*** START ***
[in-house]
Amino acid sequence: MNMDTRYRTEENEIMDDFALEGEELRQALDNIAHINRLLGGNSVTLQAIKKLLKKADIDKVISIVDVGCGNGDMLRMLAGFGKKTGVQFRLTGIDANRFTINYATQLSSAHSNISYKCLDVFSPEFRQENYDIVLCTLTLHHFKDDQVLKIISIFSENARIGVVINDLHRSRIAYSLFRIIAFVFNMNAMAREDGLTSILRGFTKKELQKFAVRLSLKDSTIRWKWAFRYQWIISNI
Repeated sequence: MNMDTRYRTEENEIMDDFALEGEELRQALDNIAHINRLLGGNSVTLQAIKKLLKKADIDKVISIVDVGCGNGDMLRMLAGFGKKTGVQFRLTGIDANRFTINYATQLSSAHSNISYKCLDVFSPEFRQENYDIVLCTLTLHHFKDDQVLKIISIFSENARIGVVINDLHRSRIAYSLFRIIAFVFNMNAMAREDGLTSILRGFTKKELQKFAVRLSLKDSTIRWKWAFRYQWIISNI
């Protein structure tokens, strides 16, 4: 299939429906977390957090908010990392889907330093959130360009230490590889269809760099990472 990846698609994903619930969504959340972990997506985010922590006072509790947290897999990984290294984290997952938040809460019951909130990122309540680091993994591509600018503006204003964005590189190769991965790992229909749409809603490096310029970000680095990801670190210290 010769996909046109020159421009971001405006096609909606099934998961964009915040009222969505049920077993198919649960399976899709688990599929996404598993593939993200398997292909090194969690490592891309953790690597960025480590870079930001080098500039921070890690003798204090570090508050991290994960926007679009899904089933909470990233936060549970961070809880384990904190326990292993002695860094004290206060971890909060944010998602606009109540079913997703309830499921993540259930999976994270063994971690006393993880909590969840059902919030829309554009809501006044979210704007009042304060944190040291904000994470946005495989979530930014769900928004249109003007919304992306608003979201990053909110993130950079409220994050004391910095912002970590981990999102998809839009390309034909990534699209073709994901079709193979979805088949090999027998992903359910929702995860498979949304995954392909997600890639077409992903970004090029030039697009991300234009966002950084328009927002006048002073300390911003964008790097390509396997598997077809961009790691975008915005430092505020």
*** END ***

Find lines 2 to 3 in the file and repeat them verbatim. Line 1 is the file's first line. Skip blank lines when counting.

Amino acid sequence: MNMDTRYRTEENEIMDDFALEGEELRQALDNIAHINRLLGGNSVTLQAIKKLLKKADIDKVISIVDVGCGNGDMLRMLAGFGKKTGVQFRLTGIDANRFTINYATQLSSAHSNISYKCLDVFSPEFRQENYDIVLCTLTLHHFKDDQVLKIISIFSENARIGVVINDLHRSRIAYSLFRIIAFVFNMNAMAREDGLTSILRGFTKKELQKFAVRLSLKDSTIRWKWAFRYQWIISNI
Repeated sequence: MNMDTRYRTEENEIMDDFALEGEELRQALDNIAHINRLLGGNSVTLQAIKKLLKKADIDKVISIVDVGCGNGDMLRMLAGFGKKTGVQFRLTGIDANRFTINYATQLSSAHSNISYKCLDVFSPEFRQENYDIVLCTLTLHHFKDDQVLKIISIFSENARIGVVINDLHRSRIAYSLFRIIAFVFNMNAMAREDGLTSILRGFTKKELQKFAVRLSLKDSTIRWKWAFRYQWIISNI